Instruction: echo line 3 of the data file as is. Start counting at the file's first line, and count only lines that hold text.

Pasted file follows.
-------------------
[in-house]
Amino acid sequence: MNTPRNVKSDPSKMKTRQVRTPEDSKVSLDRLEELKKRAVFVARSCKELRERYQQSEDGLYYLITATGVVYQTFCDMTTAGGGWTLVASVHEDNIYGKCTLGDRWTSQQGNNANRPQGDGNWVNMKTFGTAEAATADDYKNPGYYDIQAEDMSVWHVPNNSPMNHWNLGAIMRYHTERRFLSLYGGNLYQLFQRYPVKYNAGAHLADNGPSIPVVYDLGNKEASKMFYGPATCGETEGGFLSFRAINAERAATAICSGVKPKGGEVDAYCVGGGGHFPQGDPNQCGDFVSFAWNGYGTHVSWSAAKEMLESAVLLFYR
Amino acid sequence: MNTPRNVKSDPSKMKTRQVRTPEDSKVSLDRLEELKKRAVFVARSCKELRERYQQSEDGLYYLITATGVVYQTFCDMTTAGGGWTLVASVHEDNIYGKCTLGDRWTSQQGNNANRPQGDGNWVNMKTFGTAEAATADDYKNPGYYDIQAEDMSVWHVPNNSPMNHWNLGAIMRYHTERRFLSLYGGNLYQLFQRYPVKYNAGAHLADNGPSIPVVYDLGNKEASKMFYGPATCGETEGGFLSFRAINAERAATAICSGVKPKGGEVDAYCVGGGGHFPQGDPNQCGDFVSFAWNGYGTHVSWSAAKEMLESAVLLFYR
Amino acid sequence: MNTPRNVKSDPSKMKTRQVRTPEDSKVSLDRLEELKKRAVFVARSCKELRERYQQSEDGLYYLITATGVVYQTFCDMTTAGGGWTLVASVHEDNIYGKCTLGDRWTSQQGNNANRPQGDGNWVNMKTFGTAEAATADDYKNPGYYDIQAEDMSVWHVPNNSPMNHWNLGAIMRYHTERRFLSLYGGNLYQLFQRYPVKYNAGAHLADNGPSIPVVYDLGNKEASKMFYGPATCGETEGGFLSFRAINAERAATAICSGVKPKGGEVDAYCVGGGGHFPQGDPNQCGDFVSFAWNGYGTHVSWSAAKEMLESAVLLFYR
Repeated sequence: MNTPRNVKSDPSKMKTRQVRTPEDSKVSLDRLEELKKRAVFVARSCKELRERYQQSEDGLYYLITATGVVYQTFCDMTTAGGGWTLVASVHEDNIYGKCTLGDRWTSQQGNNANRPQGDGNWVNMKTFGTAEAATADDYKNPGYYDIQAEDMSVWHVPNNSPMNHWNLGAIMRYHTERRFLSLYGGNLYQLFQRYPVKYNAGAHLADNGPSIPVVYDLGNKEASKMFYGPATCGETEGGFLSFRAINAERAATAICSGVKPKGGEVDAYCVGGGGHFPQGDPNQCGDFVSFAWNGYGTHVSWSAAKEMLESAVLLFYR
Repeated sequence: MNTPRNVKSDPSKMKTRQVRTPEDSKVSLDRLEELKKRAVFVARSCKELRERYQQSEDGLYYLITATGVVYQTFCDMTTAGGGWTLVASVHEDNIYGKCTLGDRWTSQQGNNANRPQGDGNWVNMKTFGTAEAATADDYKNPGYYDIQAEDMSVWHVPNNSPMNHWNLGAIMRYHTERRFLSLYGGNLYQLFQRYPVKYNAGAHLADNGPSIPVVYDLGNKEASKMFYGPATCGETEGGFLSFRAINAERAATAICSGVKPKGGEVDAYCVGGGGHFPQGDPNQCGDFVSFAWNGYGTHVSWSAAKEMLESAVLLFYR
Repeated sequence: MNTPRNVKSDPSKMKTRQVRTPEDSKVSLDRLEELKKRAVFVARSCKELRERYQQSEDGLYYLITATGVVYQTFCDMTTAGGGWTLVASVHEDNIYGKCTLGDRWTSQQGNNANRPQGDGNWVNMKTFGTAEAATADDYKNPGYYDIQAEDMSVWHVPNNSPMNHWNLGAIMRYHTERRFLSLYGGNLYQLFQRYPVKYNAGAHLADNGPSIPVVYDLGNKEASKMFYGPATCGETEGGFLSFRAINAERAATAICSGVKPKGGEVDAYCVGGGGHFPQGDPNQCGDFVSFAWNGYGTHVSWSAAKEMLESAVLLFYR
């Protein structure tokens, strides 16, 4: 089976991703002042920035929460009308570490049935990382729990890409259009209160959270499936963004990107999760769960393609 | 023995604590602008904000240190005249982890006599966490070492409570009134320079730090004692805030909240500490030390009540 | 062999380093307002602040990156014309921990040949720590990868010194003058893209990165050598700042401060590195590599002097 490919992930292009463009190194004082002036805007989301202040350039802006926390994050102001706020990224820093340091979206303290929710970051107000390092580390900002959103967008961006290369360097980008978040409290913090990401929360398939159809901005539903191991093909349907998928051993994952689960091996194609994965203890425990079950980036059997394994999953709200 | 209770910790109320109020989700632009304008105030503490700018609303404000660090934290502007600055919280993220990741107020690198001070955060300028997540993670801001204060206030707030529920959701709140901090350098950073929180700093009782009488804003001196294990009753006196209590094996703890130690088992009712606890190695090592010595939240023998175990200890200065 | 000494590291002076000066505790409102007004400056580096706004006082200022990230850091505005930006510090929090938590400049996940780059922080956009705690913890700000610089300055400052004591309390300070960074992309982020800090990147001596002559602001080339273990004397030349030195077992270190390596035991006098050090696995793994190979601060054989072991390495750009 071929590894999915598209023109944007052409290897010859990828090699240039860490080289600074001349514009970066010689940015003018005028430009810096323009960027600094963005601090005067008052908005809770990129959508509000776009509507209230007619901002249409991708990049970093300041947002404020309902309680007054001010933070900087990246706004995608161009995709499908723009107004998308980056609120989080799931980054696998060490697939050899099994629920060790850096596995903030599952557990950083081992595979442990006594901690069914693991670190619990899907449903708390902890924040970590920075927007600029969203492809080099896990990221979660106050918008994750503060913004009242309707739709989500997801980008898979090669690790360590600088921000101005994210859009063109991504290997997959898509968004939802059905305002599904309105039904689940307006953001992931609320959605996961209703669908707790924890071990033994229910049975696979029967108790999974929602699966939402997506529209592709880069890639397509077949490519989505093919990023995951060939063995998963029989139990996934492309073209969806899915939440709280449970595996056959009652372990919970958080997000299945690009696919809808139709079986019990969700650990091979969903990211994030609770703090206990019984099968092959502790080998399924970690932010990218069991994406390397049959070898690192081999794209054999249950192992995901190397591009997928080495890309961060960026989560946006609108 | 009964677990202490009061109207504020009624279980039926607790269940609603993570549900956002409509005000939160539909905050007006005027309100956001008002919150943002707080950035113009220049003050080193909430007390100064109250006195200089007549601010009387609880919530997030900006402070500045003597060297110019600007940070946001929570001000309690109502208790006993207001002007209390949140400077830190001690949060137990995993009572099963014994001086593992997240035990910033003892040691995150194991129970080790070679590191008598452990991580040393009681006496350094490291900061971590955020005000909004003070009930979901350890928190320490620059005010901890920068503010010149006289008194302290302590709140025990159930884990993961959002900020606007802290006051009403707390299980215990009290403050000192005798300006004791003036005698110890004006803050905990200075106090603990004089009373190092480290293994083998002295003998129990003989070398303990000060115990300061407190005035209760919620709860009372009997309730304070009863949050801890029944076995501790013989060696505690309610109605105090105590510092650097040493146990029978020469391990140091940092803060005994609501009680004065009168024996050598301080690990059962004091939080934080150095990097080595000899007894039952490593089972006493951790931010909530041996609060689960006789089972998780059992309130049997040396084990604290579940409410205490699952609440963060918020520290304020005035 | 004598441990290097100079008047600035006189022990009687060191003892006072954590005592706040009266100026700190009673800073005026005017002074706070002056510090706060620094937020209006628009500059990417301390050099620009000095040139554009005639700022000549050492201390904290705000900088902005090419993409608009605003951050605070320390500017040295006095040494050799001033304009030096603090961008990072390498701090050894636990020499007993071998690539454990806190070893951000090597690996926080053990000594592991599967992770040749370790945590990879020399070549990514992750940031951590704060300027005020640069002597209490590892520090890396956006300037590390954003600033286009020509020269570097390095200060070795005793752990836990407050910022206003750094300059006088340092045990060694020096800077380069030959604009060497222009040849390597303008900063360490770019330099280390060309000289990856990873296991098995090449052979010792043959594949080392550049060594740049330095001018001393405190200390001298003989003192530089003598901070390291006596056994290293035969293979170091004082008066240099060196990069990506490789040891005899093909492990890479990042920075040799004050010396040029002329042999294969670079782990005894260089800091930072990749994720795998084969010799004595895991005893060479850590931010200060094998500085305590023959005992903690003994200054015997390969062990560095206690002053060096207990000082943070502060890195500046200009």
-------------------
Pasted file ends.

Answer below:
Amino acid sequence: MNTPRNVKSDPSKMKTRQVRTPEDSKVSLDRLEELKKRAVFVARSCKELRERYQQSEDGLYYLITATGVVYQTFCDMTTAGGGWTLVASVHEDNIYGKCTLGDRWTSQQGNNANRPQGDGNWVNMKTFGTAEAATADDYKNPGYYDIQAEDMSVWHVPNNSPMNHWNLGAIMRYHTERRFLSLYGGNLYQLFQRYPVKYNAGAHLADNGPSIPVVYDLGNKEASKMFYGPATCGETEGGFLSFRAINAERAATAICSGVKPKGGEVDAYCVGGGGHFPQGDPNQCGDFVSFAWNGYGTHVSWSAAKEMLESAVLLFYR